A Holistic Approach to Automatic Deep Understanding of Technical Documents
by Dr. Nikolaos Bourbakis, IEEE Fellow
Director, CART-WSU, BAIF
Most of the technical documents are composed by several modalities, like diagrams, tables, formulas, functions, algorithms, graphics, pictures and natural language text. Each of these modalities and their associations significantly contribute to the overall deep understanding of the technical document and the knowledge represented in it. Here, for us all these modalities, except NL text, are considered as “images”. Thus, each technical document mainly is composed by NL text sentences and “images”. Thus, in this talk we present a holistic approach, where all these modalities can be expressed into the same two modalities (natural languages text sentences and SPN graphs) for better associations and deeper understanding of a technical document. This deeper understanding will come from two different novel contributions.
The first unique contribution will be an enrichment of the NL text part with additional NL text sentences extracted from the “images” of the technical document. The second unique contribution will come from the SPN models of these “images” that enrich the main block diagram’s functionality by generating a simulator for the system described in that technical document.
Graph degeneracy and applications to social networks and text mining
by Dr. Michalis Vazirgiannis, Professor at LIX,
Ecole Polytechnique in France
Graph degeneracy is a popular method to approximate the densest subgraph in almost linear complexity time. In our research work we extended this method to weighted and directed graphs and capitalizing on them to investigate its potential in different graph and text mining cases. One of the cases is k-core based community evaluation – specifically metrics that integrates authority and collaboration – a properties not captured by the single node metrics or by the established community evaluation metrics. Based on the k-core, which essentially measure the robustness of a community under degeneracy, we extend it to weighted graphs. We further extend introduce novel metrics for evaluating the collaborative nature of directed graphs and define a novel D-core metric, extending the classic graph-theoretic notion of k-cores for undirected graphs to directed ones.. We applied the D-core approach on large real-world graphs such as Wikipedia and Aminer.org citation data and report interesting results. The D-core metric has been adopted by Aminer as part of its reported metrics – see an example here. We also investigate to issue of influence maximization in graphs using degeneracy as means to select the optimal spreaders. The results are promising and show that starting an epidemic from the densest k-truss. We also investigate thoroughly the issue of graph similarity via novel graph kernels and embedding schemes with applications to graph classification in chemo-informatics, social networks and text mining.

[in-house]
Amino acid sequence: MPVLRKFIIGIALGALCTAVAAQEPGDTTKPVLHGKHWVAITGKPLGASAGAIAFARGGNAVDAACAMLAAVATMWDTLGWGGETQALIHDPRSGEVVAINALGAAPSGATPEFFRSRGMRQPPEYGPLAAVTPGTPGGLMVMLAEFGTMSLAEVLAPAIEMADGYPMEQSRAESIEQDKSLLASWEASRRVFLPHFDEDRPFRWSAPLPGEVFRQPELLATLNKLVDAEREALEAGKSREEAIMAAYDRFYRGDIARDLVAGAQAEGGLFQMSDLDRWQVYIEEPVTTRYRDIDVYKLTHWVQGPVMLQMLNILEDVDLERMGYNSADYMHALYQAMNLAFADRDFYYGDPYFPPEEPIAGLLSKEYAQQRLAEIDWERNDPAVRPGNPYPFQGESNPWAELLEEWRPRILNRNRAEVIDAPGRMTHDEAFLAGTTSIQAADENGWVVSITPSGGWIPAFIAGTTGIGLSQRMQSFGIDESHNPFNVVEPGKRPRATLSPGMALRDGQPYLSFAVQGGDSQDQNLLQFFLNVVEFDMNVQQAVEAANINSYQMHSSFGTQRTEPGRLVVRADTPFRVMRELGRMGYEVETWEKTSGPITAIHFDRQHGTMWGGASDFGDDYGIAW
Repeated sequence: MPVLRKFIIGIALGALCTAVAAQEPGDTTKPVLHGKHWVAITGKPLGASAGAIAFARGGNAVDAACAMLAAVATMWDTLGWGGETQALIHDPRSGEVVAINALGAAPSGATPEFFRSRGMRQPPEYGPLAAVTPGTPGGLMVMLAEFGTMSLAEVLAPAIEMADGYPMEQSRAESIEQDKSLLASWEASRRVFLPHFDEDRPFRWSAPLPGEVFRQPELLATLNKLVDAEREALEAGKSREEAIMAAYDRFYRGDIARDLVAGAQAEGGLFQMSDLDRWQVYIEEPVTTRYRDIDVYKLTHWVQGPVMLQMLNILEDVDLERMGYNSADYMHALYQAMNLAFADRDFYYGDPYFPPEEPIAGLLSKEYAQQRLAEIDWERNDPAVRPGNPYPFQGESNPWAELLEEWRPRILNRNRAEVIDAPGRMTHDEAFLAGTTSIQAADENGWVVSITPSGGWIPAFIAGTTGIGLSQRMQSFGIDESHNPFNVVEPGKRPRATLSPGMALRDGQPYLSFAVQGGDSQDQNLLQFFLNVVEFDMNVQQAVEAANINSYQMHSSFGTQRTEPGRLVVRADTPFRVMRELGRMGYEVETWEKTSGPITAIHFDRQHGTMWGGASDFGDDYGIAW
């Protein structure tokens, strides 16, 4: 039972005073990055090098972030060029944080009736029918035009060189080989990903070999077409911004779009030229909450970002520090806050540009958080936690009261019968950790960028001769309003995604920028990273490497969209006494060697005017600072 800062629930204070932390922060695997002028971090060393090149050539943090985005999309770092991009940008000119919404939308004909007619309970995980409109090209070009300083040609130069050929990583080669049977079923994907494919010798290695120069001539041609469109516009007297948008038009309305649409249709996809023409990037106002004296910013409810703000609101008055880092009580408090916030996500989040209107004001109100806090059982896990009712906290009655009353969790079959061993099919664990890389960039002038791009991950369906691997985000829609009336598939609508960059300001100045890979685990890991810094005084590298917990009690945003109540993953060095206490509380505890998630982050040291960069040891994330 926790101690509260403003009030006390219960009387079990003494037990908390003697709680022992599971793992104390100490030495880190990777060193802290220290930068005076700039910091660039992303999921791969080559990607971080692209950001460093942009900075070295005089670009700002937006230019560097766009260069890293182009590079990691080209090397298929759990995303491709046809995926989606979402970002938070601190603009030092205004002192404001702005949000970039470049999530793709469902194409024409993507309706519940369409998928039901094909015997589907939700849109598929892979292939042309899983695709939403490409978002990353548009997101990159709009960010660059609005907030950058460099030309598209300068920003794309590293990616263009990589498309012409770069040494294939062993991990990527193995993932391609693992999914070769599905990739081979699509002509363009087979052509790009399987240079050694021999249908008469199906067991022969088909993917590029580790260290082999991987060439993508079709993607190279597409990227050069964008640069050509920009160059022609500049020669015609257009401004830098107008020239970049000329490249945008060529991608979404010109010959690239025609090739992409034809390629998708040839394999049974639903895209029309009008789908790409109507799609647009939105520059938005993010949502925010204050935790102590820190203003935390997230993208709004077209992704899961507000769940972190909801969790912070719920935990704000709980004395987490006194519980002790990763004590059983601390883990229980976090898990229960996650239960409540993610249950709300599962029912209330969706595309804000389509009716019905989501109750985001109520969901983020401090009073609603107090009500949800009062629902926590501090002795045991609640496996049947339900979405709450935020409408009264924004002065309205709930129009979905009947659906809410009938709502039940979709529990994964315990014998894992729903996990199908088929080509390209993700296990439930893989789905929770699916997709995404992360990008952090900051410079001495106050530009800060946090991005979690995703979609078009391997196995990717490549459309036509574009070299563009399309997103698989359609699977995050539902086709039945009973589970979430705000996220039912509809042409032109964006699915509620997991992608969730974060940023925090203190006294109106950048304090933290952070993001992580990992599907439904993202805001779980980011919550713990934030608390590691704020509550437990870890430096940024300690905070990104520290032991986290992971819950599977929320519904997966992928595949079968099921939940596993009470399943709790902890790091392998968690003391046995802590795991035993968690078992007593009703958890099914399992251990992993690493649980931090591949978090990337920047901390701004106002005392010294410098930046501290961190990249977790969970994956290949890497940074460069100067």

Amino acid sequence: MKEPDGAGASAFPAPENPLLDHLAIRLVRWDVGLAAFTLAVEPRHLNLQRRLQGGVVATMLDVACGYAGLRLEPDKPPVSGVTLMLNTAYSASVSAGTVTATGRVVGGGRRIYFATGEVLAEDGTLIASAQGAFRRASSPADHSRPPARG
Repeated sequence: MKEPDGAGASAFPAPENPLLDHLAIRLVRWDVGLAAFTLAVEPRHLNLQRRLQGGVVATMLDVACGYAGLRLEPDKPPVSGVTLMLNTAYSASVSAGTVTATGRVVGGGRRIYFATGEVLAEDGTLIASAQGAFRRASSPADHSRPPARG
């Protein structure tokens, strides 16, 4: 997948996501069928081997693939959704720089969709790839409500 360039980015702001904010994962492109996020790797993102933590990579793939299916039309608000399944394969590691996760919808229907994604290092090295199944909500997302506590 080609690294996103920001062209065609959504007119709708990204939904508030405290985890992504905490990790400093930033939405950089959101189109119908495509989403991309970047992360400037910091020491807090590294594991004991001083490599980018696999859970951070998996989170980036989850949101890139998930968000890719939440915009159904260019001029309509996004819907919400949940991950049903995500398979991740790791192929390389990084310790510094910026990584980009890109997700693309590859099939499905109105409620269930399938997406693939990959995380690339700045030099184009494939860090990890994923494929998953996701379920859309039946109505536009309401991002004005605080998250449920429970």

At the level of Text mining, we capitalize on the Graph-of Words (GoW) model, that capitalizes on a graph representation of documents and captures inherently the words’ order and distances in the document, apart from the frequency, to capture document similarity. We applied graph-of-word in various tasks such as ad-hoc Information Retrieval, Single-Document Keyword Extraction, Text Categorization and Sub-event Detection in Textual Streams (i.e. twitter) and document summarization. In all cases the graph of word approach, assisted by degeneracy at times, outperforms the state of the art base lines in all cases. We are currently investigating the potential of the GoW as input to deep learning architectures for text mining tasks.